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Why Don't the Provinces Fix Their WCBs?

Under the influence of the insurance industry, workers compensation boards
are increasingly taking an adversarial stance against injured claimants
and are delaying or denying legitimate claims.

Yet provincial governments refuse to address the issues.

CONFLICT OF INTEREST: Provinces are in a conflict of interest situation regarding workers compensation in several areas:
They are provincial government administrative boards that are funded by fees to corporations, not by general taxation.)

a.) provinces need to attract business investment by keeping WCB fees low

b.) provinces gain political support by keeping WCB fees low

c.) provinces gain political support by keeping workplace injury stats low

d.) the provincial government as an employer (example, hospitals, schools, etc.) avoids costs to government when workers compensation denies a provincial employee's compensation claim.
For example, the routine denial of chronic stress due to "workload" allows provinces to understaff their health care and education systems. (See: Understaffed & Under Pressure and Nurses refuse to staff Hull ER for 2 hours
WCBs refuse compensation for occupational diseases caused by exposure to toxins and chemicals at provincial government workplaces: Health concerns extend beyond shipyard workers, council told - " . . . few are aware the provincial government, which had owned the facility, hired environmental consulting firm Jacques Whitford to carry out a four-year assessment and cleanup of the shipyard area, as agreed when the province sold the operation . . . we think that people in that area are still at risk, have been and are showing the effects of it."

e.) the provincial government as an employer avoids occupational safety investigations when workers compensation denies a provincial employee's compensation enabling the province to avoid workplace safety costs in their provincial workplaces (such as hospitals and schools)
"For instance, according to the CBC's analysis of B.C.'s inspections database, nurses are nearly 20 times less likely to be inspected than workers in more traditional sectors such as forestry." - Workplace Safety Inspections - 'Out of Synch'

f.) provinces benefit from workers compensation "reserve" or "unfunded liability" investment funds which are invested in select industries within their province and even select businesses. (see the Manitoba Auditor General's report on conflicts of interest between the province and WCB investment funds).

g.) provinces are able to appoint WCB policy-makers and write WCB legislation that caters to provincial government interests while eroding injured workers' rights, and their access to due process and natural justice.

h.) provinces have allowed WCB to ignore orders of the court and to suppress and hide information about decisions that were unfavourable to the province’s position.

i.) Provinces download their WCB costs onto other provincial and federal agencies which has a "collateral damage" effect on other agencies such as welfare, Canada Pension Plan, the health care system, other disability programs, charitable agencies, other provinces, businesses, the education system, etc.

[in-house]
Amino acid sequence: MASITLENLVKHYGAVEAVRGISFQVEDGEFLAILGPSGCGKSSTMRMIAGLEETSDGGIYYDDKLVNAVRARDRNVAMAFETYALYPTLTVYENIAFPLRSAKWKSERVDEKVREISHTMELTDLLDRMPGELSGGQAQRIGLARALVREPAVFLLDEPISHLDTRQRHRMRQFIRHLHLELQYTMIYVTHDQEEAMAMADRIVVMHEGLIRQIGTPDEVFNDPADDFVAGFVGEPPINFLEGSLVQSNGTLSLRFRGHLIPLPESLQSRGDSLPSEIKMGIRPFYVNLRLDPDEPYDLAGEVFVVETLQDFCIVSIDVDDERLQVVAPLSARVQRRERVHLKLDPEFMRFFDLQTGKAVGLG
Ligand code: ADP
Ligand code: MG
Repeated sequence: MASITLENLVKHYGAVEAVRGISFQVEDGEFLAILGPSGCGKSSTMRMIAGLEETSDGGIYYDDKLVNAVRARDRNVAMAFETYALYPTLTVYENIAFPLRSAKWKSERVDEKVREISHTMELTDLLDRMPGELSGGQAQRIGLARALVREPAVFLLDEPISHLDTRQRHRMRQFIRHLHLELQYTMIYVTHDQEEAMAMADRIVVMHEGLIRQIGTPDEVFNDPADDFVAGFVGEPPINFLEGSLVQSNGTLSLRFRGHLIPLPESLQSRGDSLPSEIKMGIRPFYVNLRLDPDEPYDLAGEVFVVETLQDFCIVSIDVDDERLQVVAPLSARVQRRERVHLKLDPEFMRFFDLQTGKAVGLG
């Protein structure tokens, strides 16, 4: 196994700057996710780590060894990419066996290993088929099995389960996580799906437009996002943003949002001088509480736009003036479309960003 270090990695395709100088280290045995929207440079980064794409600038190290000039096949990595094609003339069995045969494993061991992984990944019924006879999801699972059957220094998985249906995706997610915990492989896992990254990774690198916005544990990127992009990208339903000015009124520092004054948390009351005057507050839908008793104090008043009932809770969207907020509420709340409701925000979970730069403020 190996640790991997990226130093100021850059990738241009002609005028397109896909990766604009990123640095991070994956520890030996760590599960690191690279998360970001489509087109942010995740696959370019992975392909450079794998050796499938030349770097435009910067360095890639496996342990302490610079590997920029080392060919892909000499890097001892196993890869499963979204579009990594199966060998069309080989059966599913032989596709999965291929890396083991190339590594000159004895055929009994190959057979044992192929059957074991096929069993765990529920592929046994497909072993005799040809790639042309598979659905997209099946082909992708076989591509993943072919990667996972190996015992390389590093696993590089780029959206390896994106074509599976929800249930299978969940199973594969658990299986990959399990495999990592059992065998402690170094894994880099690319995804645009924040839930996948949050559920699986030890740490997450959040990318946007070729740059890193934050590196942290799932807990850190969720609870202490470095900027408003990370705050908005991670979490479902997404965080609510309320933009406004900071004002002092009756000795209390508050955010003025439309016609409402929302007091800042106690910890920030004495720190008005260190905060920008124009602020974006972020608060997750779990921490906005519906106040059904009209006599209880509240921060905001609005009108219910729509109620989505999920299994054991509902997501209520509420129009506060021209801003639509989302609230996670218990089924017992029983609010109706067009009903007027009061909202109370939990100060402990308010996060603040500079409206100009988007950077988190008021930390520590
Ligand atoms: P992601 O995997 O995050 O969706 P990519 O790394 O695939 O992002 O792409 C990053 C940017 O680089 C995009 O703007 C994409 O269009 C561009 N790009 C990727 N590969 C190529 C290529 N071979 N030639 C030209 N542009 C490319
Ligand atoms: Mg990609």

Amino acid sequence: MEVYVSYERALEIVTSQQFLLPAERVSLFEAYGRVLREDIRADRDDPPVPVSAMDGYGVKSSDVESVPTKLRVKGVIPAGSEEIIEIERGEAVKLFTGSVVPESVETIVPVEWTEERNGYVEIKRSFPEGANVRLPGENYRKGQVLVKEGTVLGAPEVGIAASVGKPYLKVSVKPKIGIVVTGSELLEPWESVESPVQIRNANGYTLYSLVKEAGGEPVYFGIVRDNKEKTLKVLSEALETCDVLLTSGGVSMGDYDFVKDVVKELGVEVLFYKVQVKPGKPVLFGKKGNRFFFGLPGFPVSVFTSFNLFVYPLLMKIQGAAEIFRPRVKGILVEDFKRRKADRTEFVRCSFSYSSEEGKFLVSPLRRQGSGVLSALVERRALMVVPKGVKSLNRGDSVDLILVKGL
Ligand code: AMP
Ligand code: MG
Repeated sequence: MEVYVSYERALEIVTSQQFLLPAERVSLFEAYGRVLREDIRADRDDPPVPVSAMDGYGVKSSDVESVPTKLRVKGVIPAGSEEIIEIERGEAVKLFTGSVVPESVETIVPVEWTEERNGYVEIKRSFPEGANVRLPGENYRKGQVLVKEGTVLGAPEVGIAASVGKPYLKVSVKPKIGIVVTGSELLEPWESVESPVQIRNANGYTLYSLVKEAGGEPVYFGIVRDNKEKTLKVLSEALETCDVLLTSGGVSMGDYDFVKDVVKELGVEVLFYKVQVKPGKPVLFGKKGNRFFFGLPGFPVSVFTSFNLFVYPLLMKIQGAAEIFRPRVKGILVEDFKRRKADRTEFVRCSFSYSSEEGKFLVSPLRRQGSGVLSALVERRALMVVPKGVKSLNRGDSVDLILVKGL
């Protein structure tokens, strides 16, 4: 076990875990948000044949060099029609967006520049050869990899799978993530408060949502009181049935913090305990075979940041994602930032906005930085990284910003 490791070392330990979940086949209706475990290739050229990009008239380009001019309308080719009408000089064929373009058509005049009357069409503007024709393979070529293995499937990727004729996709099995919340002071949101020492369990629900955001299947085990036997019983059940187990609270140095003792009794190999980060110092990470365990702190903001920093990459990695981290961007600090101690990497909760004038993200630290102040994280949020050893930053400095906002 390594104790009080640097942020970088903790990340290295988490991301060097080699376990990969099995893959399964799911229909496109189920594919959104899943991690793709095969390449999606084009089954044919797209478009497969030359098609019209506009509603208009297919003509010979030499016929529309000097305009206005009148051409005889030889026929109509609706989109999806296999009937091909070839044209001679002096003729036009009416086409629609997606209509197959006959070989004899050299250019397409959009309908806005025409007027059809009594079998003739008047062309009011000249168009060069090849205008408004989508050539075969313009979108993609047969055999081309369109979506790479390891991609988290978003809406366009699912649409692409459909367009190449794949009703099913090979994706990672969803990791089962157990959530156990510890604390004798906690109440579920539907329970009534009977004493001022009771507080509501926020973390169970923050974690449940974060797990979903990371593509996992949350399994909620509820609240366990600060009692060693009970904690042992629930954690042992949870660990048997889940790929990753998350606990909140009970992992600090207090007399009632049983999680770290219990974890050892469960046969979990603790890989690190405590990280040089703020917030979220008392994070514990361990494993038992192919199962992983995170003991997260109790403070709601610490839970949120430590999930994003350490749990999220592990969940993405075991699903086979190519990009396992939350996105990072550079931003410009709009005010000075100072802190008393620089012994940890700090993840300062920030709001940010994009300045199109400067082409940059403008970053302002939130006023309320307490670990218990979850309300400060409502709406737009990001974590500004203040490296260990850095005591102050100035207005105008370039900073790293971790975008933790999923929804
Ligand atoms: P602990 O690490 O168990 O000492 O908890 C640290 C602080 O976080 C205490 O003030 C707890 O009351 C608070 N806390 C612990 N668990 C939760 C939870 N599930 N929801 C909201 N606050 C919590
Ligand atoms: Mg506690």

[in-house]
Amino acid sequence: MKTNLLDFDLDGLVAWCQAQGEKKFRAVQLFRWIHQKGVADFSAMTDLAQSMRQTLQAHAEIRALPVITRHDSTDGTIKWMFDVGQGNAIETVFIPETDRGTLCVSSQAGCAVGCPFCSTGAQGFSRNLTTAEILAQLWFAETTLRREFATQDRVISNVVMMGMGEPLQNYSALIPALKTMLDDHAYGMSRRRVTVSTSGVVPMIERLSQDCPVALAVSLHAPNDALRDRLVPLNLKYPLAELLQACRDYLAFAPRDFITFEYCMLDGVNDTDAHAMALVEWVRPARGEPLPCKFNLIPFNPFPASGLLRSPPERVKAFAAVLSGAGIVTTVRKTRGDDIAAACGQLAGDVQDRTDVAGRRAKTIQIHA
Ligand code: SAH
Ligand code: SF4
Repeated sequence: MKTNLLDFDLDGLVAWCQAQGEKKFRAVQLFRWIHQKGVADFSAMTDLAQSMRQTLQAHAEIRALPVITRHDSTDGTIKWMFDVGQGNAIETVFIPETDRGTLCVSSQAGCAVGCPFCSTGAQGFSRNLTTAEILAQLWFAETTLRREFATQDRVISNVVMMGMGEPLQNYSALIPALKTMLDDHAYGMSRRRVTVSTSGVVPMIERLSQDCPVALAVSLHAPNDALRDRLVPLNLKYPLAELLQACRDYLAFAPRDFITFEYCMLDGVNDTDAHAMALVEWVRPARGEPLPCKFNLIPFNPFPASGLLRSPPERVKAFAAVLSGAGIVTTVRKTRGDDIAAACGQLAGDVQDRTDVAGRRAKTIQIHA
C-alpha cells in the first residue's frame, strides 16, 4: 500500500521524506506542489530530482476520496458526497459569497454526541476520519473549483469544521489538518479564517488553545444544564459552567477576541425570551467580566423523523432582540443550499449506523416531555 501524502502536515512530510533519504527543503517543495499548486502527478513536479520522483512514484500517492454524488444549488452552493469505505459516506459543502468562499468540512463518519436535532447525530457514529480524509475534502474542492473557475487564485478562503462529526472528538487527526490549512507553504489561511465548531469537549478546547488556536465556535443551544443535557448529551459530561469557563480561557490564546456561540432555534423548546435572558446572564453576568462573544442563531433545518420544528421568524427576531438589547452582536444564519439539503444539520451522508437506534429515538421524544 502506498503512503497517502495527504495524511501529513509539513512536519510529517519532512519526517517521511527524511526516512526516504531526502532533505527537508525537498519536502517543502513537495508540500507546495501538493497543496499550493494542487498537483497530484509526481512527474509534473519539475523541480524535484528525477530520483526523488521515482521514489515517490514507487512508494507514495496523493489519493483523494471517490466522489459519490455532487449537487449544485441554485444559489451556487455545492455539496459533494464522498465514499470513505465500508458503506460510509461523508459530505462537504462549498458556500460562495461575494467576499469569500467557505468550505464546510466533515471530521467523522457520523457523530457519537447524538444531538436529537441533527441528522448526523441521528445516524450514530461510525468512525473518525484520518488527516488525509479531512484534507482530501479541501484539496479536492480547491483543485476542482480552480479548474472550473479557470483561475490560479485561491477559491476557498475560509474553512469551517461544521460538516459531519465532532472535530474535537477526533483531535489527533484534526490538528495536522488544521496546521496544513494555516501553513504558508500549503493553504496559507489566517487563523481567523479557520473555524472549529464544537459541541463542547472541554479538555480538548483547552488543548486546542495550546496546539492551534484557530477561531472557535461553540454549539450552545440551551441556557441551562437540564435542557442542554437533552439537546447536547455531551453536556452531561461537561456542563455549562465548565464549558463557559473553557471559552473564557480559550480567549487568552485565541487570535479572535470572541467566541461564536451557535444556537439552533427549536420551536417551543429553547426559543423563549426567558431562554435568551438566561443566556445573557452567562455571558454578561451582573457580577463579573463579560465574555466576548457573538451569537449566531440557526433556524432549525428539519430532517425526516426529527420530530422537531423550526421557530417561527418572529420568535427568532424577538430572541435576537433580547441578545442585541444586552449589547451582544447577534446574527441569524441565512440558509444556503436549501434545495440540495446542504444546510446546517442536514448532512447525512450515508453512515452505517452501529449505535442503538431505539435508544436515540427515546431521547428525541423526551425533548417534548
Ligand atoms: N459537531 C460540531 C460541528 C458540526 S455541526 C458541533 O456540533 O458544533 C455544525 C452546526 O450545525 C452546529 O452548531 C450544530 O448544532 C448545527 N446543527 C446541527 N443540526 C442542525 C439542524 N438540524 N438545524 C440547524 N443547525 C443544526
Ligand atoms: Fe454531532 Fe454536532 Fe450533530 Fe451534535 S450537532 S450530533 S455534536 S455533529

Provinces have repeatedly failed to respond to
requests by injured workers to investigate
wrongdoing in the WCB system.


Because if provinces investigated these allegations,
they would be investigating their own complicity
in these conflicts of interest.

The inability of injured workers to get their legitimate issues investigated is a violation of natural justice and the Rule of Law upon which all Canadian society is based.

That is why the CIWS is calling for a Federal Public Judicial Inquiry into WCB wrongdoing. (see PETITION)

Yet it is not just injured workers who find problems in having their concerns addressed. Even the Auditor General has experienced interference with their investigations of WCB. In the Manitoba Auditor General's 2006 report on WCB (referenced at our 'Employers' page where we discuss conflicts of interest regarding WCB investment funds.)
the Auditor General's report states:
". . . The concerns brought forward to the former Minister by WCB's former CEO related to the operations of the Board and the former Chair. The issues were not addressed by the former Minister, but instead were referred to the former Chair to handle in conjunction with the Board. The former Minister considered this to be a personnel matter. In our opinion, this was inappropriate as several of the concerns raised dealt specifically with the former Chair.
". . . We are also aware of one other instance in which a former CEO's letter of complaint to a Minister received insufficient action on the part of the Minister.

Injured workers also have stated that their concerns were not addressed by Ministers but that they were referred back to the WCB, the same organization that they were complaining about. This 'arm's length' approach by provincial Ministers has left the WCBs able to do anything to injured workers without any oversight or accountability.